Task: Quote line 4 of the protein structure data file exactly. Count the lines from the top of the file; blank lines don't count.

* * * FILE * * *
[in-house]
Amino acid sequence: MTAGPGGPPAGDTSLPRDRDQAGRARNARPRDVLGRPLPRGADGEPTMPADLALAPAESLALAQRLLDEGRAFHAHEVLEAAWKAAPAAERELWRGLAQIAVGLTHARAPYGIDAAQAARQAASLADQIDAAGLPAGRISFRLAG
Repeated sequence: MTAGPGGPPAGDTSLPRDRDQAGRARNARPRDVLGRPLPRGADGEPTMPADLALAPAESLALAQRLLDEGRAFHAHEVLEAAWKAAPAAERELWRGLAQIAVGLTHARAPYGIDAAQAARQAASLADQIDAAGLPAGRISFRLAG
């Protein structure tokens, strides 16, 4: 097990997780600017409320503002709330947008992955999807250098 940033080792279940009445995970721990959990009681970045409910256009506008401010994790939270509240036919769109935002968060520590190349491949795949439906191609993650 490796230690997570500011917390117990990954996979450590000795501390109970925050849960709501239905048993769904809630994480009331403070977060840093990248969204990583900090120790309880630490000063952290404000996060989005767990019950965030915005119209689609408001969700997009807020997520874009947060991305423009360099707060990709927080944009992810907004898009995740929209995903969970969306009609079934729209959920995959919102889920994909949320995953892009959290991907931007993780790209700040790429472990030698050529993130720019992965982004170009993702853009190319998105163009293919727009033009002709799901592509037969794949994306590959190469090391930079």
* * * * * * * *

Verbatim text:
């Protein structure tokens, strides 16, 4: 097990997780600017409320503002709330947008992955999807250098 940033080792279940009445995970721990959990009681970045409910256009506008401010994790939270509240036919769109935002968060520590190349491949795949439906191609993650 490796230690997570500011917390117990990954996979450590000795501390109970925050849960709501239905048993769904809630994480009331403070977060840093990248969204990583900090120790309880630490000063952290404000996060989005767990019950965030915005119209689609408001969700997009807020997520874009947060991305423009360099707060990709927080944009992810907004898009995740929209995903969970969306009609079934729209959920995959919102889920994909949320995953892009959290991907931007993780790209700040790429472990030698050529993130720019992965982004170009993702853009190319998105163009293919727009033009002709799901592509037969794949994306590959190469090391930079």